I’ve tried to be as positive as I can.  I start each day with meditation, trying to envision health and get myself in a positive state.  I’ve tried to continue as normal where I can.  But…. so many little issues branch out from this thing.  Its rough as hell, I’m not kidding.  It may have become a little more awkward in our internet culture to speak honestly about the negative things in life:  but this is where I’m at right now.

Ok.  This blog post isn’t exactly well-edited or put together – I just kind of did a stream-of-consciousness. There are so many points I wish I could write about in depth a little more.  But writing is tiring.  Let me just throw a few links your way if you’re interested in having your mind blown – an epidemic exists right below the surface of our society, and isn’t being handled at all.  And if you have any advice or experience with Lyme, please, I’m looking for all the help I can get.  I want to get back on my feet and start making music again!

Great writer Amy Tan paints a picture of her struggle with Lyme

Shadowland of the Mind – some of the strange stigmatization of this infectious disease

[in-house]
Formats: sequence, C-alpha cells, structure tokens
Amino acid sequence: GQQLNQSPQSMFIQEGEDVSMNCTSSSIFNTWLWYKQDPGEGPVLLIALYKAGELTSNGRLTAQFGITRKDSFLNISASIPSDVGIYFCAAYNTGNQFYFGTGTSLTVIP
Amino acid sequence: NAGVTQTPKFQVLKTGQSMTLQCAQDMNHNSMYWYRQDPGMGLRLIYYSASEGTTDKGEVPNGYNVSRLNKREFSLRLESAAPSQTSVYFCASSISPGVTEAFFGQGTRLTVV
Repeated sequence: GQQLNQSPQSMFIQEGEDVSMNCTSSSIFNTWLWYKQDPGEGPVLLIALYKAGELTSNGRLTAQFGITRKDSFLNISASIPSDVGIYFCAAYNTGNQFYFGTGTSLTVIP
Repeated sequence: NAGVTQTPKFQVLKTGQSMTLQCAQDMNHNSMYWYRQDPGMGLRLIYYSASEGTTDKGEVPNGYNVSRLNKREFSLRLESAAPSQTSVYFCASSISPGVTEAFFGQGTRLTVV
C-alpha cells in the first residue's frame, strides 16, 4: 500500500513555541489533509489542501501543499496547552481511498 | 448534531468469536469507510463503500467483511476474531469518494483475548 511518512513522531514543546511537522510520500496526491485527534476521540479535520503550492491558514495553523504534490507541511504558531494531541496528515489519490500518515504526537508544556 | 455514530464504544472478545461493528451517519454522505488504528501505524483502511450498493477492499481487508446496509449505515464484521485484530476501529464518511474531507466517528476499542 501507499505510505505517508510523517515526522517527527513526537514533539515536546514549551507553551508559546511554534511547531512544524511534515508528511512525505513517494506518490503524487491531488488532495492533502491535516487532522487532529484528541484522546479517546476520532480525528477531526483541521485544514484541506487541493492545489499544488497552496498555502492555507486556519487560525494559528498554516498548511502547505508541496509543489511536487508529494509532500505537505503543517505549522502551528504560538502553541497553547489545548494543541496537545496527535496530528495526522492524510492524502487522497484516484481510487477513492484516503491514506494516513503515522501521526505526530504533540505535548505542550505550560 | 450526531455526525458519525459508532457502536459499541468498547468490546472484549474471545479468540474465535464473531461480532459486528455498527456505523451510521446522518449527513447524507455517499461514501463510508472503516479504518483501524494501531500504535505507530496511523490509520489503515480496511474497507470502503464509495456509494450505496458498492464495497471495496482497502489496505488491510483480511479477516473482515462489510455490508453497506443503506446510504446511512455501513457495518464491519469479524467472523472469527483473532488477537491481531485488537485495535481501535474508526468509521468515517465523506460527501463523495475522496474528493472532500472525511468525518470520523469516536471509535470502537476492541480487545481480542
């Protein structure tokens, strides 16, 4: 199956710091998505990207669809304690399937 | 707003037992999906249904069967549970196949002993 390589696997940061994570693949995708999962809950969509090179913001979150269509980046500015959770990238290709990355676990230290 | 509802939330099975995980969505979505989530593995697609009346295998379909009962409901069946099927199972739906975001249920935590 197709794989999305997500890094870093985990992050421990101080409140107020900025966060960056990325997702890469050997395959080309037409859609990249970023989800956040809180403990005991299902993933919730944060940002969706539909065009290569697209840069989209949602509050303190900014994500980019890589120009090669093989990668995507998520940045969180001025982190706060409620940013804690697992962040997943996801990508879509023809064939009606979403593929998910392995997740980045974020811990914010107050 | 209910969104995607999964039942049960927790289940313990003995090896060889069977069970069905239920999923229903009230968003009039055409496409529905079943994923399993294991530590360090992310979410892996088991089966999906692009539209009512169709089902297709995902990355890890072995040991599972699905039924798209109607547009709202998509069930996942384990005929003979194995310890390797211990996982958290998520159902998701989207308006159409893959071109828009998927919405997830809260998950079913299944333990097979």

Under Our Skin:  A recent must-see documentary on Lyme…watch here online



Here’s one of my favorites from the new Cruise Elroy record – Blinddog, in its entirety:

Don’t forget to grab the new full-length album (as well as the two EPs) from iTunes:


These are what the covers look like.  I designed the synthesizer for the album cover, with some shading, graphic design, and finishing touches from Jarrett Hirtz.  The two EP covers were done by me.


Cruise Elroy EP2 (front)




Here’s a clip from Bipolar, one of the new tracks from the Cruise Elroy album:

Don’t forget to pick up your copy today!

The new Cruise Elroy full-length album is out now!

After three years of hard work, the Cruise Elroy album is finally done!  It’s available now on iTunes:


Here’s a clip of the last track – Anthem For Evolution.

Stay tuned for more album news and clips from the record!